This poll is a part of the CBS/YouGov Poll partnership and was originally cited in the CBS News article “Americans see months-long pandemic fight ahead.”
About two-thirds of Americans (66%) say President Donald Trump was not prepared to handle the COVID-19 pandemic as it began to sweep the United States—but most people (54%) are optimistic that his administration will be able to handle the outbreak, even if they don’t trust Trump to give them accurate information (56%).
The latest CBS/YouGov Poll indicates that most Americans trust medical and health professionals (88%) to give them accurate information on the rapidly spreading coronavirus, as well as the Centers for Disease Control (82%). Americans are significantly more likely to trust their state governor (66%) over Trump (44%), but they trust friends and family (73%) more each of those government officials.
Democrats and Republicans are similarly likely to trust medical and health professionals (92% vs. 90%) and the Centers for Disease Control (87% vs. 84%).
There are some significant partisan splits on whether Americans trust Trump for their COVID-19 information. Nine in 10 Republicans (90%) trust the president to give them accurate information about the outbreak, compared to 14 percent of Democrats and 43 percent of Independents.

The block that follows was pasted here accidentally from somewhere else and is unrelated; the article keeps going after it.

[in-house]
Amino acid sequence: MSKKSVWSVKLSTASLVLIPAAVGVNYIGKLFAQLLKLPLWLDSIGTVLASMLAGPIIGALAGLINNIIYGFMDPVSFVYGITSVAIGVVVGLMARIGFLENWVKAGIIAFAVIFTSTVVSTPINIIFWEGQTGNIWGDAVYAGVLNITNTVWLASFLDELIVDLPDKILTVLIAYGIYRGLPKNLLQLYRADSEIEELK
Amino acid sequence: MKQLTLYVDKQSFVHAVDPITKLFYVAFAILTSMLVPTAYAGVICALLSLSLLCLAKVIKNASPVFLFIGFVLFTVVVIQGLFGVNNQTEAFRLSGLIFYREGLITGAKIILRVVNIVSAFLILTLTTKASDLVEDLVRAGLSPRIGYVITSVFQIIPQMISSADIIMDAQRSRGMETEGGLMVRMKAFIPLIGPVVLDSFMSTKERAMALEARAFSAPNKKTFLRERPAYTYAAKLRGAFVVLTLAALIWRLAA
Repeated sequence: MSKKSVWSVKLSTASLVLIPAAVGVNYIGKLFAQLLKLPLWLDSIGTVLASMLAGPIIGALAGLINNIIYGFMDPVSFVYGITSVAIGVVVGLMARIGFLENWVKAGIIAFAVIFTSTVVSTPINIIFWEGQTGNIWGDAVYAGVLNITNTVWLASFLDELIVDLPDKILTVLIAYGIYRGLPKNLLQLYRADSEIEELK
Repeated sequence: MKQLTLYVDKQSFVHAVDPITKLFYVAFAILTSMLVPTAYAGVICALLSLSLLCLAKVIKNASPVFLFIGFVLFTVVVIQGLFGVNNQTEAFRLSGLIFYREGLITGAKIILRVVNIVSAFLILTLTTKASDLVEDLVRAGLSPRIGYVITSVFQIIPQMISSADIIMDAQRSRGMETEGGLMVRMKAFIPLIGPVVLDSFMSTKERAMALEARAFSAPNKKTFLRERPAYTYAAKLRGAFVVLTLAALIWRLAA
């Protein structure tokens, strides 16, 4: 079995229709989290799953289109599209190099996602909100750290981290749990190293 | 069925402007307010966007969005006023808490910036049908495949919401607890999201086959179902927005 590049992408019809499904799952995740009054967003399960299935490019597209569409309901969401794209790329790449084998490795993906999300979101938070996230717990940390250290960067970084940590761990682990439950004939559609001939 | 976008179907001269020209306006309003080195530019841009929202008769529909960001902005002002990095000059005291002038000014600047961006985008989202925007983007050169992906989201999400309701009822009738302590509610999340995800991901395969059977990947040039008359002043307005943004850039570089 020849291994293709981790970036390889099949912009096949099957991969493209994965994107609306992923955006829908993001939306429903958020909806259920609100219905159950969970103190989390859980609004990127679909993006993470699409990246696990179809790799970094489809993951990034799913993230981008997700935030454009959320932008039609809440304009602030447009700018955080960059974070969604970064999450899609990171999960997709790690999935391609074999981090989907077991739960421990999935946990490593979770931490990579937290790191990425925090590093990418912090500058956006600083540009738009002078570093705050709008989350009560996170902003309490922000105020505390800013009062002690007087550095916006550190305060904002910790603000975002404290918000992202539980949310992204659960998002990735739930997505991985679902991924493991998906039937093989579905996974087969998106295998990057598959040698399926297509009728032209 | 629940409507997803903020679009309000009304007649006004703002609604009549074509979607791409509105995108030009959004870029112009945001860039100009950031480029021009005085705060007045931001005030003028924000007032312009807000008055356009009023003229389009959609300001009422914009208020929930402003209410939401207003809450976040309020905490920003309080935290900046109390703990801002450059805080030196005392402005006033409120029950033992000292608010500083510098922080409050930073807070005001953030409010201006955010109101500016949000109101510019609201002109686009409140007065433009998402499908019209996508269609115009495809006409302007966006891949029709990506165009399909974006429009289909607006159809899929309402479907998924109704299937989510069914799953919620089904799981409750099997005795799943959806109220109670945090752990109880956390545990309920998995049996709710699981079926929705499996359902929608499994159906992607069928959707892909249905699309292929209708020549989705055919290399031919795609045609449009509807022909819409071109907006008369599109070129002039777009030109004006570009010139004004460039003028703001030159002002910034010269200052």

About three in five (61%) Americans between 18 and 29-years-old say they don't trust Trump to give them accurate information, but about half (51%) of Americans over 65 years old do trust the president.
Republicans are more likely (81%) than Democrats (72%) to trust friends and family for information on the coronavirus. On the other hand, Democrats are more likely (75%) than Republicans to trust their state governor (65%) for facts about the virus. Americans overall are the least likely to trust social media and online sources (77%) for accurate details on the COVID-19 outbreak.
See the toplines and crosstabs from this week’s CBS/YouGov Poll
Methodology: This CBS News survey was conducted by YouGov using a nationally representative sample of 2,190 US residents interviewed between March 21-23, 2020. This sample was weighted according to gender, age, race and education based on the American Community Survey, conducted by the U.S. Bureau of the Census, as well as 2016 presidential vote and registration status. The margin of error is +/- 2.3 points.